Business MeetingSocial media at work is a hot topic and it’s not going away any time soon. face2faceHR have dealt with plenty of disciplinaries, grievances and more informal issues involving social media over the last year or two, with more on the horizon.

But issues with employees are rarely isolated, which is all part of the challenge of managing staff! So aside from the more obvious potential issues like reputation damage for the company on social media, confidentiality and security, you are likely to find social media issues cropping up more and more often in more day-to-day issues you come across as an employer. Here are some examples to consider:

Social media and absence

If you have an employee with a sickness absence problem, part of the problem might be you don’t think they are always genuinely sick, or that the absence is strictly necessary. So where does social media come into this? Well, some employees will include their manager on their Facebook friends (we don’t advise this by the way), and will then be daft enough to post pictures of themselves out having a very heavy night before calling in sick the following morning. Or even if you are not their friend on Facebook, someone at work often is, and you will find you get print-outs and complaints from others who are perhaps aggrieved at their colleague taking unnecessary absence and fed up with picking up the slack. So is it ok to act on information given by others? Yes, as part of an overall context. Don’t go using any subterfuge to get access to private social media accounts, but if presented with evidence that someone is doing something wrong at work, you can certainly take that into account, as long as you obviously give the employee reasonable opportunity to explain themselves.

Social media and discipline/grievances

Even if there is a discipline or grievance issue in progress which has nothing to do with social media itself, you may find social media becomes part of the issue at a later point. For example if you’re disciplining someone for something and they feel aggrieved about it, they may have a moan on social media, which then brings into play the question of company reputational damage.

Obviously an aggrieved employee is likely to only offer their side of any dispute on social media, and when this is being presented to lots of close friends, there can be a tendency for the issue to become built up even further in the employee’s mind, with no stabilising “voice of reason” and lots of outraged posts and encouragement from friends to take things further.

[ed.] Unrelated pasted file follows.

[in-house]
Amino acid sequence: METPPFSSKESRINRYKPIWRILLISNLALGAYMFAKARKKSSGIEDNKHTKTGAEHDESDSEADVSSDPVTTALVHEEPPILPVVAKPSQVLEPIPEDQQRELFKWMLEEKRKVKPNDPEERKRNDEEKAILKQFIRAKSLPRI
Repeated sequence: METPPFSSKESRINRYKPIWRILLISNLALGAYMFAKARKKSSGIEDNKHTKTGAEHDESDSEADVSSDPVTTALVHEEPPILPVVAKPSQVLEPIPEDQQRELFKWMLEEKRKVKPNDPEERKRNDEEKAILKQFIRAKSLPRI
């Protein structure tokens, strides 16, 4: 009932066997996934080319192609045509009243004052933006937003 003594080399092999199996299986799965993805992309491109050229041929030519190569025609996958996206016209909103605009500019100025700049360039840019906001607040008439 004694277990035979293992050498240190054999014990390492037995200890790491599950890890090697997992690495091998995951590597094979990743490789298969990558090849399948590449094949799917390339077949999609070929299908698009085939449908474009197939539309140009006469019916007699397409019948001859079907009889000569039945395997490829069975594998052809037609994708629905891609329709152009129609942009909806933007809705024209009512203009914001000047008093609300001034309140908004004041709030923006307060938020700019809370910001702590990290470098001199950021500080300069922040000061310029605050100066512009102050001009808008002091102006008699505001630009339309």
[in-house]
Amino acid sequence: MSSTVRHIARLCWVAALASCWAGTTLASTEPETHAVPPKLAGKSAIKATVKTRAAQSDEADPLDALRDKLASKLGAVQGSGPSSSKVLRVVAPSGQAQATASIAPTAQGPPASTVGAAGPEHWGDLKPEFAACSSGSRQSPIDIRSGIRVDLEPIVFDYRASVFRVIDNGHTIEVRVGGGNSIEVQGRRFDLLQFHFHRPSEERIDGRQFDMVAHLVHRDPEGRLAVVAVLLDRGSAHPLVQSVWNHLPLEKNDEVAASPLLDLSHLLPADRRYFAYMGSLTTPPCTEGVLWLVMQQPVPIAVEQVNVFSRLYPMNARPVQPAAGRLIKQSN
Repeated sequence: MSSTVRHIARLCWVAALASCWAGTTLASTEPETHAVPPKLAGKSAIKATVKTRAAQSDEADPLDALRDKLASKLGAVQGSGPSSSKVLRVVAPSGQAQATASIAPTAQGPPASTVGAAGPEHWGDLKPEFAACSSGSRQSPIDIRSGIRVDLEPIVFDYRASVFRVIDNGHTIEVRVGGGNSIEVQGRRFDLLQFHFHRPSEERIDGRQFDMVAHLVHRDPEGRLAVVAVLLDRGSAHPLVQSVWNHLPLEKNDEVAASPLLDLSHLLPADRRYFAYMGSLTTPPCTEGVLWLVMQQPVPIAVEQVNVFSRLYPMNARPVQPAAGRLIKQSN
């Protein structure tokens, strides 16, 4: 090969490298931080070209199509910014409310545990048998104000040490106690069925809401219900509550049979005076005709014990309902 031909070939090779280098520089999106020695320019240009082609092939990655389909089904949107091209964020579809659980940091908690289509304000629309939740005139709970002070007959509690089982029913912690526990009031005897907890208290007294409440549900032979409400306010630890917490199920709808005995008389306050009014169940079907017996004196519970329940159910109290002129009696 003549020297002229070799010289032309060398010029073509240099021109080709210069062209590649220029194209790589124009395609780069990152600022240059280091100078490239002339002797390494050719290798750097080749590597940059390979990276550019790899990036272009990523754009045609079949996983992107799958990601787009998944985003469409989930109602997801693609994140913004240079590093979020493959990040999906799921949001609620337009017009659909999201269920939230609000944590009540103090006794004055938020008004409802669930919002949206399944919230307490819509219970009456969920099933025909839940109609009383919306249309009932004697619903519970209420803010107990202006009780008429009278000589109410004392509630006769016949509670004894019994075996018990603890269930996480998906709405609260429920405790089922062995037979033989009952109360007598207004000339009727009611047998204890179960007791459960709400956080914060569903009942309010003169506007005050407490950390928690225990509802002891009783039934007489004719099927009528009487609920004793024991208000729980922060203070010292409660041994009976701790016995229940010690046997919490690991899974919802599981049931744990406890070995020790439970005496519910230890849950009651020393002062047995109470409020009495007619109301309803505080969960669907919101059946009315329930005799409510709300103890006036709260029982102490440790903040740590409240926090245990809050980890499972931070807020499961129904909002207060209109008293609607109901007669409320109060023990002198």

Similarly, friends often post ‘helpful’ advice about the employee’s legal rights in a situation, which is frequently inaccurate and not conducive to settling any dispute in a calm manner quickly. So the flavour of the dispute can change as a result of the involvement of social media.

Social media and employee relationships

Colleagues at work often become “friends” on Facebook or link on other social media networks. This is of course fine, but there are a couple of things to be aware of in these circumstances. Some employees may feel excluded if they are not on social media or are not invited to be friends or link up while others are. Cyber-bullying is also something to be aware of – employees who are not necessarily getting on may act out their dispute outside work and on social media, which has the dual problem of possible corporate reputational damage as well as the potential for bullying claims. If someone feels bullied by a colleague outside of work, it absolutely is your problem, even if no bullying activity is taking place during working hours or in the workplace.

So as well as sorting out a good social media policy and being concerned about protecting your corporate image and confidentiality, be aware of how social media can creep into other employee issues and make sure you are considering that when dealing with those issues at work.

For advice on a social media-related problem with your staff, or assistance drafting a policy to suit your organisation, contact me on 01480 387933 or email

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